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Rift
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Rift

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Author: Kay Kenyon
Publisher: Bantam Spectra, 1999
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Book Type: Novel
Genre: Science-Fiction
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Synopsis

There is a fine line between transformation and ruin....

Twenty-four-year-old Reeve Calder has spent his life on a high-tech space station, watching as terraforming gradually fails on his home planet of Lithia--a failure that has doomed the colonists stranded there to short, brutish lives. Reeve's dream has always been to rebuild Lithia. But when a mysterious explosion destroys the station, forcing Reeve to crash-land on Lithia's blood-hued soil, he soon learns that the reality of saving a dying planet is quite different from what he imagined. For Gabriel Bonhert, former captain of the space station, has set in motion a world cataclysm, using a fatal probe that will travel down the fiery pathway of a deep mantle plume.

Now, to save the homeland he has never known, Reeve is caught in a race against time to reach Bonhert's base in the Rift Valley, a remote volcanic gateway to the hidden heart of Lithia. His staunchest ally may be a feral girl who alone seems enthralled by what Lithia is becoming, and whose enigmatic past holds the key to startling possibilities. As the old Lithia struggles to be reborn in a tide of toxic red flora creeping across the oxygen-starved planet, Reeve forges onward, coming into conflict with savage enclaves of colonists, a doomsday genemorphing cult, and a mysterious alien race with its own intentions for the planet--intentions that may include humanity's slavery or their terrible transformation....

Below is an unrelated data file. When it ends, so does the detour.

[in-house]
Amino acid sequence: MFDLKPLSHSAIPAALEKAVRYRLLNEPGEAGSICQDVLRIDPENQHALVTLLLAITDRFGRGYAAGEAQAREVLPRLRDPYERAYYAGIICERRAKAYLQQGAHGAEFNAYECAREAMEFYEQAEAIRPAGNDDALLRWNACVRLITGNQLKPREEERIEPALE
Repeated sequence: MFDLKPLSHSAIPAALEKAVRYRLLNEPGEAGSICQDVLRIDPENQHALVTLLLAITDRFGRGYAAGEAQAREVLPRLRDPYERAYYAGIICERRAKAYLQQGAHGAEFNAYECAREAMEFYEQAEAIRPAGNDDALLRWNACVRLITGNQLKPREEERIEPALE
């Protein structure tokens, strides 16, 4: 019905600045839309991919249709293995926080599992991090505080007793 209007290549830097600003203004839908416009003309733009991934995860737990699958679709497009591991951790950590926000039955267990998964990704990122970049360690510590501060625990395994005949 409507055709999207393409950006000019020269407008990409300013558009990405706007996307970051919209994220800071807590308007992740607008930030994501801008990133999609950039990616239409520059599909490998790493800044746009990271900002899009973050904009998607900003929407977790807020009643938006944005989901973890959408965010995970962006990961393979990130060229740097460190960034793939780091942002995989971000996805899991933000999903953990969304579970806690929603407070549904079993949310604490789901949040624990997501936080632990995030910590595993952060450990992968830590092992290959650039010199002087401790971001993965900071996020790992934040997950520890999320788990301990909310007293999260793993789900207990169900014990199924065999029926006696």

Excerpt

Reeve Calder watched from two hundred miles overhead as the planetary winds smeared the ash cloud eastward. In its quiet violence, it was hard to imagine the deafening blast of volcanic debris and the hurtling pyroclastic flows that must have scoured the nearby tundra. From Reeve's vantage point on Station, the eruption was a mere bulge of smoke, unfolding like a silver flower. The landscape it grew upon was a shifting tapestry of reds and greens, the central and contrary hues of Reeve's home world, Lithia, a planet he had never set foot on.

He grabbed the handholds on Station's hull and pulled himself toward the solar array, a favorite perch devoid of Station viewports. Moving slowly to avoid making clunking noises against the hull, he threaded his tether through the clamps as he went, floating free but holding fast. Bad enough if they caught him outside again, unauthorized. Worse yet if they cited him for a coldwalk without mag boots--a fine piece of safety equipment if you didn't mind announcing to the entire crew where you were and what you were doing.

As Station came round to the sun's glare, the flank of the great wheel lit up, stimulating his visor to darken. In the shadow of the solar array, he settled himself in and turned to face the deeps of space. He recalled the times his father, Cyrus Calder, had taken him on coldwalks and talked of the stars, the known and unknown worlds, and the adventures of the great Voyage On. Someday, his father had always said, they would regain starflight, escaping their Station exile, and find the true home, the home Lithia never couldbe.